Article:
For everyone who owns a Northern Michigan cottage at which their children and grandchildren have played on the beach in the summer and cross-country skied in the winter, it is an article of faith with the authenticity of the finger bone of a saint that the children and their children and their children ad infinitum will want to keep this place long after the death of the present generation and enjoy its many virtues. No amount of statistical evidence or appeals to commonsense can shake this fervent belief. The truth is that unless the cottage owners are obscenely wealthy and willing and able to match the property with its value in coin of the realm and sock them both away, ultimately the economics of the property ownership are going to create hardships for one or more of the persons whose contributions to its upkeep are needed and the cottage will swiftly become an elephant that they cannot afford to feed. Another problem associated with multi-generation beneficial interests in the cottage property is the need for someone to be in charge. Keeping a cottage going is after all an enterprise of sorts and not only must there be a minder for the finances, but someone must schedule the work bees and the periods of use. There are only 60 days of weather warm enough to go swimming and parceling out these precious days can be a source of serious teeth grinding.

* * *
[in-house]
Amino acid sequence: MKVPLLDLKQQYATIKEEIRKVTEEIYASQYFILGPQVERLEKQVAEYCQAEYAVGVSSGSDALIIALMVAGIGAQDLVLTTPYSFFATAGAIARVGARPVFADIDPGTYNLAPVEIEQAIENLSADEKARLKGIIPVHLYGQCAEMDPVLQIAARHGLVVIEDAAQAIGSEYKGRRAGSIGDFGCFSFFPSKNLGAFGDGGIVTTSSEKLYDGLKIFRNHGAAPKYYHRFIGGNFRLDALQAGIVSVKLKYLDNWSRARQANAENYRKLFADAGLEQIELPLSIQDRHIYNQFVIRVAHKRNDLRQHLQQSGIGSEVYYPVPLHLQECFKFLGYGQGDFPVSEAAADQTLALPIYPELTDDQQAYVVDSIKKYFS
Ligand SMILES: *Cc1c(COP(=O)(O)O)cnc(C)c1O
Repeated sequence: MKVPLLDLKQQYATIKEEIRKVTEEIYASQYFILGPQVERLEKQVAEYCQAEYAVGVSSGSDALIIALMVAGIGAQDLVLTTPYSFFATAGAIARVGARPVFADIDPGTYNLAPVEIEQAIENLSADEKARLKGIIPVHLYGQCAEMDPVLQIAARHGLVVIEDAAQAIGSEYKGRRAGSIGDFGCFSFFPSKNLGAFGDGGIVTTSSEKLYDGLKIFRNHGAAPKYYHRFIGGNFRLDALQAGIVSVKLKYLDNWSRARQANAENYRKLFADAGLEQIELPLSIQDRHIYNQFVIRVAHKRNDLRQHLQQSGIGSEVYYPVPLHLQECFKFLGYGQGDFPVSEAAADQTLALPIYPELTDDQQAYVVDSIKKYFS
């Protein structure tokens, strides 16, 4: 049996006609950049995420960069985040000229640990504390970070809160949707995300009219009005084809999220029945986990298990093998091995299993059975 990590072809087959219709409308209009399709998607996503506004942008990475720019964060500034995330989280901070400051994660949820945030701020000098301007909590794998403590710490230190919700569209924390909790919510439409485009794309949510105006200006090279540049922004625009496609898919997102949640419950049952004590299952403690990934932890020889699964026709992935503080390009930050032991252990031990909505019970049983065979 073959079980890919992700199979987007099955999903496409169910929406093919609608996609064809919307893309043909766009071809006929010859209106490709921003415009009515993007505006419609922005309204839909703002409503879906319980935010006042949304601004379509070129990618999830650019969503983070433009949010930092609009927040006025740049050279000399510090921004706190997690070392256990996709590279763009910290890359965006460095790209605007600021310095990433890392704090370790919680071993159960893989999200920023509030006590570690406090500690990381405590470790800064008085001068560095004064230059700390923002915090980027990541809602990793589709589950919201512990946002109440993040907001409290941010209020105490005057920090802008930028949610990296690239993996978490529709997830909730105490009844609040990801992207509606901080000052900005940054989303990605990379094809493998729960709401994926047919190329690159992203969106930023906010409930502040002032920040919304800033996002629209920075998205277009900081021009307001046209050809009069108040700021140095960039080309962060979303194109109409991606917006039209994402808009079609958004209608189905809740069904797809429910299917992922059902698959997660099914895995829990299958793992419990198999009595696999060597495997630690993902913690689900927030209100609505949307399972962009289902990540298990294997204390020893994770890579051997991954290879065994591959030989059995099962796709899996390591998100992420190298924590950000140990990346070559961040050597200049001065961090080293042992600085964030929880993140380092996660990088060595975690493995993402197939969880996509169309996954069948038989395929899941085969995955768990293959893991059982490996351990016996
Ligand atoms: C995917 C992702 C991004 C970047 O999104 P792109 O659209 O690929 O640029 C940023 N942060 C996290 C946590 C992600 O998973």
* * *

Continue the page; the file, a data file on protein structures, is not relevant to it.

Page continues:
We have attempted a balanced approach in the Cottage Trust for the needs for control and decision-making and the need for flexibility in bringing the Trust to an earlier end than the Settlor contemplated if things just don't work out right. We also need to provide for some initial funding in those cases where only a modest amount can be added to the Cottage Trust estate in the form of cash or securities to provide for the maintenance expenses. Please note that elsewhere in the Trust of the Settlor, the Cottage Trust is funded after taxes are paid with the real estate and the furniture, furnishings, and equipment of the cottage property along with cash or marketable securities in an amount equal to "X%" of the value of the cottage property. "X%" needs to be based upon what is anticipated will be the available assets for this purpose. Obviously, if the balance of the Trust Estate is to be paid over to the Settlor's children, they are going to feel themselves somewhat abused if a significant share of assets which would otherwise be divided among them is turned over to this Trust where it will be locked up for an extended period of time.